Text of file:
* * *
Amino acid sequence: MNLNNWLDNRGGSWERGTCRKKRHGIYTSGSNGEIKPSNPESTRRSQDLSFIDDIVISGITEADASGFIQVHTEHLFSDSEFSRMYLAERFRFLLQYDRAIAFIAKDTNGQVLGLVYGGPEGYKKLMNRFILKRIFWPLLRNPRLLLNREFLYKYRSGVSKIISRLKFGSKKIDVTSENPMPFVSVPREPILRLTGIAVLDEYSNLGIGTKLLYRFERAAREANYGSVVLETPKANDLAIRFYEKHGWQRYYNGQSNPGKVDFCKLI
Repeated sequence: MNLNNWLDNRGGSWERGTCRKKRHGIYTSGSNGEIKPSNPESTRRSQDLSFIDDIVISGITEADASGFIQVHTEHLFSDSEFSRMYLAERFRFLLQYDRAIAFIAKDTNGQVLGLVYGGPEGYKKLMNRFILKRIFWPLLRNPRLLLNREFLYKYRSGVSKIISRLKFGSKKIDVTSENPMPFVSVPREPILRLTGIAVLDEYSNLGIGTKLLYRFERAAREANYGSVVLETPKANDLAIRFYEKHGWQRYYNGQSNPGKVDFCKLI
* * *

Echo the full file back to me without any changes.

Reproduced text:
Amino acid sequence: MNLNNWLDNRGGSWERGTCRKKRHGIYTSGSNGEIKPSNPESTRRSQDLSFIDDIVISGITEADASGFIQVHTEHLFSDSEFSRMYLAERFRFLLQYDRAIAFIAKDTNGQVLGLVYGGPEGYKKLMNRFILKRIFWPLLRNPRLLLNREFLYKYRSGVSKIISRLKFGSKKIDVTSENPMPFVSVPREPILRLTGIAVLDEYSNLGIGTKLLYRFERAAREANYGSVVLETPKANDLAIRFYEKHGWQRYYNGQSNPGKVDFCKLI
Repeated sequence: MNLNNWLDNRGGSWERGTCRKKRHGIYTSGSNGEIKPSNPESTRRSQDLSFIDDIVISGITEADASGFIQVHTEHLFSDSEFSRMYLAERFRFLLQYDRAIAFIAKDTNGQVLGLVYGGPEGYKKLMNRFILKRIFWPLLRNPRLLLNREFLYKYRSGVSKIISRLKFGSKKIDVTSENPMPFVSVPREPILRLTGIAVLDEYSNLGIGTKLLYRFERAAREANYGSVVLETPKANDLAIRFYEKHGWQRYYNGQSNPGKVDFCKLI